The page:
What is Slack?
SLACK is an acronym for “Searchable Log of All Conversations and Knowledge.” It takes all of the great features of enterprise email solutions and combines it with an instant messaging program for a single comprehensive interface. This type of combined solution is great for making communication much more efficient and manageable. Slack is hosted in the cloud, so it is available on any device that can access it, as well as drag-and-drop file sharing.
The bottom line is that Slack is used for collaboration amongst your employees. A user can set up a chat feed (think forums) determined by their responsibilities within your organization, complete with custom notification settings for each chat they are involved with. This gives a single worker a custom interface for each of their roles, allowing them to be productive on multiple fronts. Project management is also a major part of using Slack, as each project can have its own feed. Individual departments can be equipped to work on individual parts of each project, streamlining processes considerably.
Perhaps the biggest part of what makes Slack so effective for productivity is the countless productivity apps that Slack can work with. It can connect with Google Hangouts, Google Drive, Twitter, Asana, WordPress, Mailchimp, and so much more. Slack can give your organization the ability to work faster than you’ve ever imagined. Slack can be used for free, but an enterprise edition is also available for a small cost per user.
What About Microsoft Teams?
Microsoft Teams is a chat and collaboration platform that can help your organization streamline communications and project fulfillment. Compared to Slack, Microsoft already has a major foothold in the business productivity environment with their Microsoft Office 365 offering. Teams basically ties all of these apps together, including Word, Excel, PowerPoint, OneNote, SharePoint, Power BI, all in one easy to use interface.
Since Microsoft Office 365 is already used so much, this central hub can be a great way to change the way your organization manages itself. You can streamline access to files, take advantage of internal sites, and leverage dashboards, all controlled through Office 365. There are over 70 connectors that can help your Enterprise Office 365 offering provide value, including GitHub, Evernote, Mailchimp, and Salesforce.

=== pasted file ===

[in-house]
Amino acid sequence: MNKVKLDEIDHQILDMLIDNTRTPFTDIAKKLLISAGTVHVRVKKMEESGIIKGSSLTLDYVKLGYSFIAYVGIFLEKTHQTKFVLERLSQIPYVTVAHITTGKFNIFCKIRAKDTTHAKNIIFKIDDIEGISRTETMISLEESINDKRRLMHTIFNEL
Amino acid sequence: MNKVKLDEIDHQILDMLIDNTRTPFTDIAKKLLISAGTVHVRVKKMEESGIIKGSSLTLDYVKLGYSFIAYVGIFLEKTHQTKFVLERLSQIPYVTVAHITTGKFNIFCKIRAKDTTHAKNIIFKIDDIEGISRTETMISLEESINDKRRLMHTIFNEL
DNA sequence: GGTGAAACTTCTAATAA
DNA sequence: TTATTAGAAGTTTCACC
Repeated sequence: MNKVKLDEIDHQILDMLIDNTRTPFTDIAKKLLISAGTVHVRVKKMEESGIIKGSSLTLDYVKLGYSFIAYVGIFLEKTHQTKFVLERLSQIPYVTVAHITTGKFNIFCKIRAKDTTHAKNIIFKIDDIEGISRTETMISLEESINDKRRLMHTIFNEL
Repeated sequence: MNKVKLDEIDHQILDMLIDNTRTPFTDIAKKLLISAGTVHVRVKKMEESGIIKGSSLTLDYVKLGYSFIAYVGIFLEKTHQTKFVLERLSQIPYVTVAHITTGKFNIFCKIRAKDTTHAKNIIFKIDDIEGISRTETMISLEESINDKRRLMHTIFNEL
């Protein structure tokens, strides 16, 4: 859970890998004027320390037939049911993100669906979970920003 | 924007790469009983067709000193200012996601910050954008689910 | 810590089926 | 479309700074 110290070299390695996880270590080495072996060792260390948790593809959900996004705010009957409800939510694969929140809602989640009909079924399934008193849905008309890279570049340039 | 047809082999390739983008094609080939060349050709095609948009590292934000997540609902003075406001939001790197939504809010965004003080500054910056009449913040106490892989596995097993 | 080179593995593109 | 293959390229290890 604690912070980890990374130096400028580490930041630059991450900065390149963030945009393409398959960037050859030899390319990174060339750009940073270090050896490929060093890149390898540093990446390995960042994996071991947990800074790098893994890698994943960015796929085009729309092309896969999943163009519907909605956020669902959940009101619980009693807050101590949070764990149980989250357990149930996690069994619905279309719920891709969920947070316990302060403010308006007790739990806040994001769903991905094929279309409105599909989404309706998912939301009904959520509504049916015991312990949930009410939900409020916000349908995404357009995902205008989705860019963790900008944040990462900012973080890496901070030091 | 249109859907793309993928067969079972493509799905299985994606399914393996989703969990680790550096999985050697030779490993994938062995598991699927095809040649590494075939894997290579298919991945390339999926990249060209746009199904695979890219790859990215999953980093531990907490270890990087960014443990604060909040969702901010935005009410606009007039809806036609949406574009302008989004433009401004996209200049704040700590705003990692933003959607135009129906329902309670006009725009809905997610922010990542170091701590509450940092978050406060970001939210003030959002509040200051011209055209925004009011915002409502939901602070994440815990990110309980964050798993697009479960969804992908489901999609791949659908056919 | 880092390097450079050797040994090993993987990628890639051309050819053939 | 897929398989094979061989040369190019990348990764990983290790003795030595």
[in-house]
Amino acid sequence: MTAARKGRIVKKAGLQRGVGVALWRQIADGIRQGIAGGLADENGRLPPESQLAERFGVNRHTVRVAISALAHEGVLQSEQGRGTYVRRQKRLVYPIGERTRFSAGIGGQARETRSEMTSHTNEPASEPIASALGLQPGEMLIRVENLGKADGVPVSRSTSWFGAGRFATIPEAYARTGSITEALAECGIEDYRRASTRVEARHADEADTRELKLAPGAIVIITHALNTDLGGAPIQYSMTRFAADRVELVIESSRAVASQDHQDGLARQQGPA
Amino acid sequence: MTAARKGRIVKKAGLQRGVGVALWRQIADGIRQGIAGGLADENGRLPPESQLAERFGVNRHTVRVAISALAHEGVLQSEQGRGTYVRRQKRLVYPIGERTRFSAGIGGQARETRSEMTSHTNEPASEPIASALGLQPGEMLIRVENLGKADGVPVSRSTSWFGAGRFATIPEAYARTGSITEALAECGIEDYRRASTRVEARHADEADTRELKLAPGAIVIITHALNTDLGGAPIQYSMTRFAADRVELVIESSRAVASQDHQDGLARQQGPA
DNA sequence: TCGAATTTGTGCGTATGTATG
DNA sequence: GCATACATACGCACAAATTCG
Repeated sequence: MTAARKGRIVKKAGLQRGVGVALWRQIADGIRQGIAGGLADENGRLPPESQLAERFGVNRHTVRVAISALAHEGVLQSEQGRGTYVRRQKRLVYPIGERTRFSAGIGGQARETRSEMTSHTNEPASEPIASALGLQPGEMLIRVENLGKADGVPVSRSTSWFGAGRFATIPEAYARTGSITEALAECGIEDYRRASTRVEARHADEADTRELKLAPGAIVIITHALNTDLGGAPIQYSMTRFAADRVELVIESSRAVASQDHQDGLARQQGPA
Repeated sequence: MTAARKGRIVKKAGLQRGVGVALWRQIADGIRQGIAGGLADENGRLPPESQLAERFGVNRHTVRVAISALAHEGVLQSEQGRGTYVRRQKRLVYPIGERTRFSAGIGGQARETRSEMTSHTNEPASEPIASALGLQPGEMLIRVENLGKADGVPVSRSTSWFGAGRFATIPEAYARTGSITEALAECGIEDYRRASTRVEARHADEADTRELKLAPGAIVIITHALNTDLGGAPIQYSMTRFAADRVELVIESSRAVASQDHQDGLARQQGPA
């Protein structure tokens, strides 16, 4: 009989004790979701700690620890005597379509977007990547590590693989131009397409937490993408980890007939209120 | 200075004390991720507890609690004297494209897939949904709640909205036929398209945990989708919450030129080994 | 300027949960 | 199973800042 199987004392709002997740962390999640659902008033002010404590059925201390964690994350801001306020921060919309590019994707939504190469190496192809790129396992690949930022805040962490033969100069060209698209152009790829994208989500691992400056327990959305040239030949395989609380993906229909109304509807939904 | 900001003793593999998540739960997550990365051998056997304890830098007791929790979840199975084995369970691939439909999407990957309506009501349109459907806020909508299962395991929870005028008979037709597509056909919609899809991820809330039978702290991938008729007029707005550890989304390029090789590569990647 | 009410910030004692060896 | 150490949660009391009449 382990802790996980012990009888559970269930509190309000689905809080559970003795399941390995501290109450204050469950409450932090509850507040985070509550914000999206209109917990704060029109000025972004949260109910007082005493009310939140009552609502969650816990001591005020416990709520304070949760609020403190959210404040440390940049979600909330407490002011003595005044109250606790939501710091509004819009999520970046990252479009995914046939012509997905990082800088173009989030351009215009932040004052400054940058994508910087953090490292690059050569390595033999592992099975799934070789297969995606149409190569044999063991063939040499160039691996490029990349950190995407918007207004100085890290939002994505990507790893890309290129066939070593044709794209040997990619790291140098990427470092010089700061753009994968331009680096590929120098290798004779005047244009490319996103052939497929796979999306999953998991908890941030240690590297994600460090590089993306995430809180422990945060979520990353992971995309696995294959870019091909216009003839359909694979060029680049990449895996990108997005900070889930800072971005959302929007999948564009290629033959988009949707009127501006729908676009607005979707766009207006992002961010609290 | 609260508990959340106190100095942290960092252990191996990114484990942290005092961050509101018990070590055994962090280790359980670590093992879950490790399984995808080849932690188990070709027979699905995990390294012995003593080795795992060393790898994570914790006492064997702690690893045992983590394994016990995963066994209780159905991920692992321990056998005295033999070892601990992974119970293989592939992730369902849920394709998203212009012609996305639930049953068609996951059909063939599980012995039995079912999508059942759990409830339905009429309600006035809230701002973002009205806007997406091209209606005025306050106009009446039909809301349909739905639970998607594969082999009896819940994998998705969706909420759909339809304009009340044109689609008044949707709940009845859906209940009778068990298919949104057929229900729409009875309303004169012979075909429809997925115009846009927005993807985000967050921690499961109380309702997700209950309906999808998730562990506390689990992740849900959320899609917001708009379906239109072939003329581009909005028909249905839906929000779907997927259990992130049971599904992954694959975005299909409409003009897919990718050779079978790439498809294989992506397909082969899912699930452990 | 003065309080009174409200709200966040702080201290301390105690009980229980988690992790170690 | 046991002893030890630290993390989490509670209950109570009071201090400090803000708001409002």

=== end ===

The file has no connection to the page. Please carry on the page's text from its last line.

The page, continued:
Does your business need a communications management system? KiteTech can help. To learn more, reach out to us at 855-290-KITE.
Packing for trips can be frustrating because there’s always the chance that you’ll pack either too much or too little. This is especially true if you have multiple devices that you might be tempted to bring with you. It’s important to remember that you don’t always have to bring each and every device you own every time that you leave the office or go on a trip. We’ll help you make sure that you don’t overpack technology whenever you go on a trip.
It’s no question that employees can be far more productive when they travel than any time in human history. This may involve bringing the technology they depend on to airports, train terminals, bus stops, and hotels. Sometimes they take their eyes off of their bags momentarily only to find them misplaced or stolen. This also means that any data stored on their devices is stolen as well.
To keep this from happening, it’s critical that business professionals try to limit how much technology they take with them on business trips. Tablets and laptops can help individuals get more work done while on the go, but can be a big target for thieves. Many devices, like Netbooks, smaller Chromebooks, and the Macbook Air can be both portable and powerful solutions to your organization’s flexibility needs.
Beyond these solutions, many smartphones also are great for staying in communication and being productive, as well as for entertaining yourself in the interim. Even phones that have been around for a couple of years are loaded with features that let you get more done in a smaller,more compact device. In fact, the average smartphone in 2018 has just as much computing power as the average laptop, so you will have no shortage of ways to get work done.
The latest Samsung smartphones include a device known as the Samsung Dex, which is basically a dock that provides computer-like performance for your smartphone when it’s hooked up to a monitor. While it makes for an exciting concept, Microsoft has also tried to achieve this to save their smartphone development. Unfortunately, it wasn’t enough, but the point remains that these devices are far too strong and flexible to be limited to just social media.
Some of your staff might travel for work, so it’s extremely important that they have access to technology that helps them with work. Thanks to locations that have wireless access like Internet cafes, connectivity is less of a problem than it’s ever been. This doesn’t mean that the networks are secure as you need them to be, though. Data is easy to steal while it’s in transit, so you’d best be thinking about implementing a virtual private network to shield data from prying eyes. Basically, a VPN provides an encrypted tunnel to send and receive data, making it the most secure way to stay productive while out of the office.
There are also conferencing applications available that can be utilized to keep teams connected while out of the office. Your staff can remote into a meeting so that they don’t miss a beat, and there are all sorts of cloud-based collaboration environments available for file sharing. It might be the traveler’s responsibility to ensure they can remain secure, but you can at least provide them with the tools to help them stay productive.
Does your business need help with remote access technology or collaborative solutions? Give us a call at 855-290-KITE.